Wednesday, December 15, 2010

Secret Language Decoded

My daughters, ages five and eight, often speak in a secret language only the two of them know so we grownups won’t understand what mischief they’re up to. I don’t have permission to tell you its name (that’s classified), but it’s a real language. So they say. When we try to isolate them individually and see if the terminology really matches up (it never does), they insist that there are just too many dialects for them to keep track of. Yeah. What. Ever.

It’s okay. My husband and I have our own secret language. We use it in front of the kids and most everyone else we know outside of our extended family. But ours is a real spoken language called Konkani (kōnk-er-nee"). It’s also the name of our community, which, funny, but has many nuanced dialects that sometimes don’t sound much like each other. None of them has an actual script, although some borrow the script of whatever local, majority languages they write in.

Now, if you’ve ever been in a public place where people are speaking a foreign language and you’re dying to know what they’re saying, you’ll hate this. But we can speak Konkani, our secret language, even in front of most Indian people without them quite knowing what we’re talking about. That’s because Konkani overlaps only a little here and there with other major Indian languages. Talk about secret. I can barely even understand other Konkani dialects. It works in reverse too, unfortunately. I can’t watch a Bollywood movie without subtitles, for example.

Surely I’ll be excommunicated for this, but what follows are some of my favorite Konkani words for which there are really no proper English translations:

Saadhook: I love this word, and others like it, even though I can think of very few instances where I could use them. Sadhook is the word for how my father and father in-law are related to each other. Can you think of a single word to describe that relationship in any other language? I don’t know of any, yet Konkani has a many such linguistic brainteasers. We have multiple words for sister in-law, depending on whether it’s your brother’s wife or sister’s husband’s sister (and so on). And for female cousin, be it your mother’s sister’s daughter, mother’s brother’s daughter, father’s sister’s daughter, or father’s brother’s daughter. Same thing for male cousin. Talk about precise, right? We don’t have a script, but we have eight different words to explain our first cousins.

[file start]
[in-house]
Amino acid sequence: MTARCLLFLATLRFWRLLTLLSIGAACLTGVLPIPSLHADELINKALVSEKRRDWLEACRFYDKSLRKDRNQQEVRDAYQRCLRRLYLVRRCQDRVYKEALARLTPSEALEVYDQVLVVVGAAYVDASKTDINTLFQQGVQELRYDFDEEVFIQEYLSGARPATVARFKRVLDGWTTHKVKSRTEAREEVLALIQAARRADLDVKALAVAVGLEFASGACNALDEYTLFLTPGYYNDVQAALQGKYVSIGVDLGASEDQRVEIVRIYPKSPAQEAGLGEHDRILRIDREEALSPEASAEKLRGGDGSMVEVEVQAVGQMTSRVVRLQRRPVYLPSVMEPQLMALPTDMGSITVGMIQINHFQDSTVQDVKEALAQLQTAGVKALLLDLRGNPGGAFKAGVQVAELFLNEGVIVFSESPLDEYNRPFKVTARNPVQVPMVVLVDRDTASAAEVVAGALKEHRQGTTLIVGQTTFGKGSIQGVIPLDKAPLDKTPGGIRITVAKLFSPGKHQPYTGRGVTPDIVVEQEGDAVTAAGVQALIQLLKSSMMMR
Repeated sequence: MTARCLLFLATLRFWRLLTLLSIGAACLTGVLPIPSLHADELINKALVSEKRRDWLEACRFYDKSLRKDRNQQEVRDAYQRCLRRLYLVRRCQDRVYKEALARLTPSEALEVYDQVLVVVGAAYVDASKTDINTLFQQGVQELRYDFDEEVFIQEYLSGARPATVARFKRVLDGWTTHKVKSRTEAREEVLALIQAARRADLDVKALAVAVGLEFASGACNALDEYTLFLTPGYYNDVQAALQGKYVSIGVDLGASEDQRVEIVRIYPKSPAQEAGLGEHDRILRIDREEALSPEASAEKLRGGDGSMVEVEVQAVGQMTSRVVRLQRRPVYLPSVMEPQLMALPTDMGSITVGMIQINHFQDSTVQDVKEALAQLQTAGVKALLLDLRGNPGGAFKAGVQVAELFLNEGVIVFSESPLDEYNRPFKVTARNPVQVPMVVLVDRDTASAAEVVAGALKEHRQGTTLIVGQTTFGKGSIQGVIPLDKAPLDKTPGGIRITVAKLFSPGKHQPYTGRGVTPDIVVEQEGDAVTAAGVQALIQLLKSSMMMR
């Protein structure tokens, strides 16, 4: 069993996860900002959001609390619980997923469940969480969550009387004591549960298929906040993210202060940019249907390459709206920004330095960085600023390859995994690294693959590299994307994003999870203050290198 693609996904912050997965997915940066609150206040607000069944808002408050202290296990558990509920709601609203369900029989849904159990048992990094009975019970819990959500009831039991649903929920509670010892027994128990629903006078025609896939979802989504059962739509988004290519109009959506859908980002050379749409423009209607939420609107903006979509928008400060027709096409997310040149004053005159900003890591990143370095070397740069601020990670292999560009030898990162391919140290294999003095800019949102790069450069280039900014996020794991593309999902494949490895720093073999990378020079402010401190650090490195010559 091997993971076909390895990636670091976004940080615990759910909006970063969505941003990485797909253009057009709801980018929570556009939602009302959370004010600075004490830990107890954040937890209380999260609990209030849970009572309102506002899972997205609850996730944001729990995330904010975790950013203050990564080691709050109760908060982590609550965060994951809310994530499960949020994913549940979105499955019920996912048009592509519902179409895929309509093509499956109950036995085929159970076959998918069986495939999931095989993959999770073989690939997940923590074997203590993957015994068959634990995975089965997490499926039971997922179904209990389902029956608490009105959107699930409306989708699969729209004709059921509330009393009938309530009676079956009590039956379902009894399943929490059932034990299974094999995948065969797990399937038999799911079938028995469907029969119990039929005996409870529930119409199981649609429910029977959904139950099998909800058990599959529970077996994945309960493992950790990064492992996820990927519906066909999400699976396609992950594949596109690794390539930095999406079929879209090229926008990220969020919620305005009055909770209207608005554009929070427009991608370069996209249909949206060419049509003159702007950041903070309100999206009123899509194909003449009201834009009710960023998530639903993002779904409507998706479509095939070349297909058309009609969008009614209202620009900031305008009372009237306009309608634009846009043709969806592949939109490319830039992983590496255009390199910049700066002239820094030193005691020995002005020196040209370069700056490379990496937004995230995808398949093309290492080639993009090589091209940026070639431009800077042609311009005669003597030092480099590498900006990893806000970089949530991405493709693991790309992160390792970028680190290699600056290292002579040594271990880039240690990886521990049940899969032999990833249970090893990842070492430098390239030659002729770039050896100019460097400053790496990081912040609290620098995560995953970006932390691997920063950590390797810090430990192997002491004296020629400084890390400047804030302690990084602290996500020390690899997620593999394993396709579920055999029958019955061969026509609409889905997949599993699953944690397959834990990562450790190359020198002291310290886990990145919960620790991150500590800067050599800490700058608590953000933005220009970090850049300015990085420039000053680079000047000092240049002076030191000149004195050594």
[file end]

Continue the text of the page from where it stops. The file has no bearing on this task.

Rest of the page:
Ushtaa: The meaning and sound of this word are both pretty lowbrow, so if any word will have me excommunicated, it’s probably this one. Ushtaa means saliva but also, and here’s the fun part, the word for any object (a glass or spoon, for example) that one person’s eaten or drunk from so that another person knows they’re not the first to eat or drink from it. It does not mean contagious or germy, only previously tasted … or something like that. I don’t know any translation for this concept that doesn’t require more than this one word, so talk about useful. My kids use “ushtaa” all the time (especially when someone’s sick), but since we speak English almost exclusively at home, my five-year-old still doesn’t believe this word is not English. Uh-oh.

Ul-sheekh: Another embarrassing word. In fact, it means something like embarrassing, only far, far worse. Awfully humiliating. To the nth degree. It’s very extreme and, as it turns out, quite handy.

Dristhi: This unique word has a universal meaning and plenty of counterparts, in almost every language and culture. In Hindi, it’s nazar. In Bengali, nojor. In Farsi, it’s cheshme bad or nazar zadan (notice the similarity with Hindi). In Hebrew, eyna hara. In Italian, malocchio. In Spanish, mal de ojo or mirada torva. In English, it’s the evil eye or jinx. Dristhi keeps us cautious, modest, and ever-watchful. (Exactly why I shouldn’t be sharing these secrets. On the Internet.)

So there you have it – Konkani secrets unveiled. Now it’s your turn. What interesting, unusual words can you share with us? Don’t worry, your secret’s safe with us.


  1. It's so interesting the way languages come up with specific words that don't translate easily, but reflect what a particular culture considers important. Farsi also has words that describe the relationships between family members much more specifically than English, and many of my Iranian relatives and friends find the "generic" "aunt" and "uncle" in English frustratingly vague.

  2. Do you remember living in Calcutta in Belvedere Estate ?